When Frank Deccico’s wife, Shirley, was diagnosed with lung cancer, Frank believed she would get better. Even when Shirley was admitted to the inpatient unit at Mountbatten in January of this year, Frank thought she would return home.

“I didn’t want to believe how serious it was,” said Frank from Southampton. “I kept thinking she would come home, but it wasn’t to be.”

Shirley spent ten days at the inpatient unit before she died. “The level of care was unbelievable. It just blew me away,” recalls Frank.

“Our anniversary was coming up, and the staff put on a little do for us. They put balloons up, and we had a buffet. It was really lovely.

“But even with me, they couldn’t do enough.

“While Shirley was ill, I had counselling with Mountbatten to help me cope with the fact she was dying.”

Frank struggled with his counselling sessions because he could not talk about Shirley.

However, while visiting the hospice building for his weekly appointment, Frank came across the Mountbatten social group for people living with grief and life-limiting illnesses, who meet on a Wednesday.

“I just started talking to them and realised many of them were going through similar things to me. So, I came along every week, and that was it. I was hooked.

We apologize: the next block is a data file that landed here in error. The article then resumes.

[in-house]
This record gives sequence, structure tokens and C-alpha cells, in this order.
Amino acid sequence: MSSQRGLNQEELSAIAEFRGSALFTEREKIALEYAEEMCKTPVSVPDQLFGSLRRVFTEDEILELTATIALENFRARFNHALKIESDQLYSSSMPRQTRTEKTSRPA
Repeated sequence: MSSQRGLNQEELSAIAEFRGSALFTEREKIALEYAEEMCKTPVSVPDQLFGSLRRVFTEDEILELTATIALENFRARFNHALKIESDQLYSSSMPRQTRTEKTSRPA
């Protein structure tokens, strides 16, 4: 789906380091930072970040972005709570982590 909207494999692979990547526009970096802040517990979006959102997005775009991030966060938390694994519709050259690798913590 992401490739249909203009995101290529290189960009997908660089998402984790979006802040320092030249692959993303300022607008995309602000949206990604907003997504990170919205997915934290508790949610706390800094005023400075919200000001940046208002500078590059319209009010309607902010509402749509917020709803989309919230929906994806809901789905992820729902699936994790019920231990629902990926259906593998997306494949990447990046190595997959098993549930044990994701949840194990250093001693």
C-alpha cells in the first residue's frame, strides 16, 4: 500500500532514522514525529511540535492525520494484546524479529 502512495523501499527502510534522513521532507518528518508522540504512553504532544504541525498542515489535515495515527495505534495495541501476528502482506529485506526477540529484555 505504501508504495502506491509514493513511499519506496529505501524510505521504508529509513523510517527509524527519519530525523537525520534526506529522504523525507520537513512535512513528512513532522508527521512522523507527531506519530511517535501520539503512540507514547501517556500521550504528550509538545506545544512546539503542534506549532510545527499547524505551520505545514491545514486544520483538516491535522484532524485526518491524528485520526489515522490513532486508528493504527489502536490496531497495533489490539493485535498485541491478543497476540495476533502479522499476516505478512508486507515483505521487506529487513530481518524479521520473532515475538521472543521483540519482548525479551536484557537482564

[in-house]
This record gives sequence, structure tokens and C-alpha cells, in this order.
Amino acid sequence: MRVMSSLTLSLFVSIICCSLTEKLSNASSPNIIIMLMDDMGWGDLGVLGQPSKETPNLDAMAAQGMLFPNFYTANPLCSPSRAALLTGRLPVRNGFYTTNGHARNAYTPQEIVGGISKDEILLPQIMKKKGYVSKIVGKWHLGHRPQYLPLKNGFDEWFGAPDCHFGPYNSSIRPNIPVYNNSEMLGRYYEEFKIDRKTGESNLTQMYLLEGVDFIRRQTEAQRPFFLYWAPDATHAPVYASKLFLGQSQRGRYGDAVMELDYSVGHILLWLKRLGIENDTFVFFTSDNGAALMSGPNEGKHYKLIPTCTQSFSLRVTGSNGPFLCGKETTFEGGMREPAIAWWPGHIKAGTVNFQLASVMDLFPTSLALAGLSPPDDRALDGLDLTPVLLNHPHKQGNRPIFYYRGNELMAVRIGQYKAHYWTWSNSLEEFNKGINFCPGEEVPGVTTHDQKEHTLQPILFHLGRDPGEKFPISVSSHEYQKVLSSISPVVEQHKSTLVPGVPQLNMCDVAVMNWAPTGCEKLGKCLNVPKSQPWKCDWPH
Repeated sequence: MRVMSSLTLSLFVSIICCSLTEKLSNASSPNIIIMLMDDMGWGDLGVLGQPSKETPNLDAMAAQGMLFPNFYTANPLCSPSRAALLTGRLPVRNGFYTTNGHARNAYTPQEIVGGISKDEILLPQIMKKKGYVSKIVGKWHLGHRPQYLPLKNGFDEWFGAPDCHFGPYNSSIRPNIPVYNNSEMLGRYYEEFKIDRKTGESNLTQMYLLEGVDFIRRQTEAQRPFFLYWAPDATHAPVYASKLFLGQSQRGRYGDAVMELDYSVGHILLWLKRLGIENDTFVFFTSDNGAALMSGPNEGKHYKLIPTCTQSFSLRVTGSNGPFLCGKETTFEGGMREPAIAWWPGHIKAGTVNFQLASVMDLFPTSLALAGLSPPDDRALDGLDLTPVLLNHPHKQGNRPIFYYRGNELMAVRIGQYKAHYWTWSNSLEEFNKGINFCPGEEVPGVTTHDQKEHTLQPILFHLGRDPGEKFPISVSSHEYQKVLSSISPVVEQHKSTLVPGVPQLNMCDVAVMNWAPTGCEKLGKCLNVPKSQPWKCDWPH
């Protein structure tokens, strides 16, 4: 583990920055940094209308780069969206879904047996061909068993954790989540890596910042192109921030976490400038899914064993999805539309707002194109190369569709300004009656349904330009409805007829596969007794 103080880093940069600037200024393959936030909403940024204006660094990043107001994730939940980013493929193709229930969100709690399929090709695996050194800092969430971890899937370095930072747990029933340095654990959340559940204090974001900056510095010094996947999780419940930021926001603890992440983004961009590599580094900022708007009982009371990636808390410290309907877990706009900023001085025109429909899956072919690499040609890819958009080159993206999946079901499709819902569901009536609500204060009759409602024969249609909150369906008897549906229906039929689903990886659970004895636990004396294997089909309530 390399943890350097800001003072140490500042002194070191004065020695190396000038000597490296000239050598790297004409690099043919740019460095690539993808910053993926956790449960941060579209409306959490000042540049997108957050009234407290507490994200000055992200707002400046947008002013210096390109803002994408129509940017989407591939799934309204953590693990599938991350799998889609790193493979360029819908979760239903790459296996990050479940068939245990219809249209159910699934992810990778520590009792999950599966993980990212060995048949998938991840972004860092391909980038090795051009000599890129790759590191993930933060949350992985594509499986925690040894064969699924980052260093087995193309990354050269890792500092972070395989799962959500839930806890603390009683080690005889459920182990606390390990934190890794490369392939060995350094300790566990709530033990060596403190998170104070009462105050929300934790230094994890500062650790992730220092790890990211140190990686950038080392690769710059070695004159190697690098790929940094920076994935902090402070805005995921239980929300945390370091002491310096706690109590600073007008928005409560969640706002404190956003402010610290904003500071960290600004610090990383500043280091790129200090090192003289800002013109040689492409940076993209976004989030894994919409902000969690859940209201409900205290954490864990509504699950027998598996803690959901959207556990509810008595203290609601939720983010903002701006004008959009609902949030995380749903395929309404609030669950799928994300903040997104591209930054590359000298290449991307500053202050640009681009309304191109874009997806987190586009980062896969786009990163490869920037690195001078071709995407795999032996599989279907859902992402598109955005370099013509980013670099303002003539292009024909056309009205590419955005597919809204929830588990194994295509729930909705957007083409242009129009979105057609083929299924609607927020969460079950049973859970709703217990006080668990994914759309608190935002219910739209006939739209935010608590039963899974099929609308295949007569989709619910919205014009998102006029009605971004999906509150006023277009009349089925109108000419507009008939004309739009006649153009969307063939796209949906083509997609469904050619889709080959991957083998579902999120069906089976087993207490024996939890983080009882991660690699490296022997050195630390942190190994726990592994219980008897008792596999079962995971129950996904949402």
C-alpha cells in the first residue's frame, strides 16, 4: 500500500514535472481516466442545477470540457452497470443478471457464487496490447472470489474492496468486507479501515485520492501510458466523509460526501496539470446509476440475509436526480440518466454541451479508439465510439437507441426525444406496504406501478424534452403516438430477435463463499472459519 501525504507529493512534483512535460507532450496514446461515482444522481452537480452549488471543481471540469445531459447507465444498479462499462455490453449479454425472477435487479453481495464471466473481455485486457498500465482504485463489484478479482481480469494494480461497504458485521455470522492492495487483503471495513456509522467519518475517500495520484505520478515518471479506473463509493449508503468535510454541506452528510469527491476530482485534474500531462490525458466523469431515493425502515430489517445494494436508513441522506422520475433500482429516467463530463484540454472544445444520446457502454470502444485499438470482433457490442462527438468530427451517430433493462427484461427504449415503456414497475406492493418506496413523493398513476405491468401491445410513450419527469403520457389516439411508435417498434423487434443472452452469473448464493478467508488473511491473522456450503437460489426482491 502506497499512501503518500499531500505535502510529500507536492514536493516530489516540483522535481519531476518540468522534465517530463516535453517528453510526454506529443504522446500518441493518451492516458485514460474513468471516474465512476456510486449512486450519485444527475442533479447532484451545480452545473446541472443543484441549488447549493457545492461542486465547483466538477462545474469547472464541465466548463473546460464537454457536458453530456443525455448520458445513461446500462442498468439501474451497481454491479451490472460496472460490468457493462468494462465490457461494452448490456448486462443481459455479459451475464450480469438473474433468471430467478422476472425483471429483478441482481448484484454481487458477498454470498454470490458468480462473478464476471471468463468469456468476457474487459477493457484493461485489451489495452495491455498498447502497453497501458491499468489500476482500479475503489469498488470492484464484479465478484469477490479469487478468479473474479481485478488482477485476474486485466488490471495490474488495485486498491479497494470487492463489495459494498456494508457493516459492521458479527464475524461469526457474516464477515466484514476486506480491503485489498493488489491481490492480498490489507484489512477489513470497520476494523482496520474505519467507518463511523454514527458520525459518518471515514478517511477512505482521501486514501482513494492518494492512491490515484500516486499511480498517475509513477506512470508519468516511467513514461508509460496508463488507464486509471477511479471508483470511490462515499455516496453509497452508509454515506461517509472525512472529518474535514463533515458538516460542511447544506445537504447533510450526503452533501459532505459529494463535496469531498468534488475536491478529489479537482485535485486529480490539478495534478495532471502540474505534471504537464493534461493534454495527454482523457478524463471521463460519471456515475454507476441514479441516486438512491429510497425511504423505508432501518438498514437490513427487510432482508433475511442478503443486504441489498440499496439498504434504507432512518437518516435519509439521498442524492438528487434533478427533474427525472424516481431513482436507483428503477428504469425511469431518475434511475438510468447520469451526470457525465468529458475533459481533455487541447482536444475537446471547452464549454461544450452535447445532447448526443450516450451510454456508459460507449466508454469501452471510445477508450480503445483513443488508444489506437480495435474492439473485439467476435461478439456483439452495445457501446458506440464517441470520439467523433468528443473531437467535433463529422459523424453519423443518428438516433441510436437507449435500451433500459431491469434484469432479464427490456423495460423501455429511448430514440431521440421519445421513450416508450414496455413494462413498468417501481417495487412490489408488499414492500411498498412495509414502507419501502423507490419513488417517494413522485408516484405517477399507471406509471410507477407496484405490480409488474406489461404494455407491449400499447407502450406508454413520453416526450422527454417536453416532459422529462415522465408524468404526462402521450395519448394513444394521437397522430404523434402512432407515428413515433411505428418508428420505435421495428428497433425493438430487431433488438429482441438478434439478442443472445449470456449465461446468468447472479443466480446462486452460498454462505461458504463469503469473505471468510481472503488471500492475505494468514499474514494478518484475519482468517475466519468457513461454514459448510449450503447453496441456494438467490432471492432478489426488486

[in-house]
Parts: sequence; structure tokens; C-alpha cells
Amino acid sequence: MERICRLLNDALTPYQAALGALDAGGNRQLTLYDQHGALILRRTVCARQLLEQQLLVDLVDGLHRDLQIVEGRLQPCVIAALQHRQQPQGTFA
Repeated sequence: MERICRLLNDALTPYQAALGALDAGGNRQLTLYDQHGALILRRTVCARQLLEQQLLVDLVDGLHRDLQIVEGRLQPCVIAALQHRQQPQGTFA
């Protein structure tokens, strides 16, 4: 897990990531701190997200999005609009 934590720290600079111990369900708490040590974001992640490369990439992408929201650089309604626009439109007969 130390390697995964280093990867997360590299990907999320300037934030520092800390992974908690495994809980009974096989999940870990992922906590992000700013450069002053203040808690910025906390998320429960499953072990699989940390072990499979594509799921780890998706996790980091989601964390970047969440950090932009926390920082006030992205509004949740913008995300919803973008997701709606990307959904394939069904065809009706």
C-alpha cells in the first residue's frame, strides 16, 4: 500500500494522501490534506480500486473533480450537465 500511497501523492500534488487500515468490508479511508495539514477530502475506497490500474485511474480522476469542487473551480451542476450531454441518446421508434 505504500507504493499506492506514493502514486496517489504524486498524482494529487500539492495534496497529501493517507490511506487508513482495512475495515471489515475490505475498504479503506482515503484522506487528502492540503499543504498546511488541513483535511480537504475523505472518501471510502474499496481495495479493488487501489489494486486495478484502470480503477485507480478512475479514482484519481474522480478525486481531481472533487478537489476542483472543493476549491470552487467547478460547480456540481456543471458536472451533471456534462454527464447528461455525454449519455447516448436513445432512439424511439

“The staff supporting the group are amazing, just wonderful. I know I’ve got help if I need it. And they check in on me regularly.

“Being part of the group and coming up here every week means I don’t feel as lonely. We have a laugh and share our experiences.”

A typical week for Frank now involves multiple trips to the Hazel Centre at our building in West End to join the gardening club and take part in various activities, including a quiz and arts and crafts.

“We probably do more chatting and drinking tea,” says Frank with a smile.

Before his wife’s illness, Frank knew about Mountbatten but, as he says, never appreciated how important the care would become to him and to others who use the services.

“You just can’t put it into words the care and attention people receive here. From the nurses to the people on reception to the cleaners who sweep the floors. It’s incredible.”

“I could never repay the kindness showed to me and my wife. It means so much to me to know Mountbatten was there for her and continues to be there for me, too.”

Anyone can access Mountbatten’s free bereavement support no matter where or when the death of a loved one took place.  

Sometimes it can help to talk to someone who is independent and trained to listen to and support you through your grief. Mountbatten's expert Clinical Psychologists and counsellors offer individual and group support, depending on your own wishes and needs.

You can ask your GP to refer you to this service or contact us on 02382 548 840.

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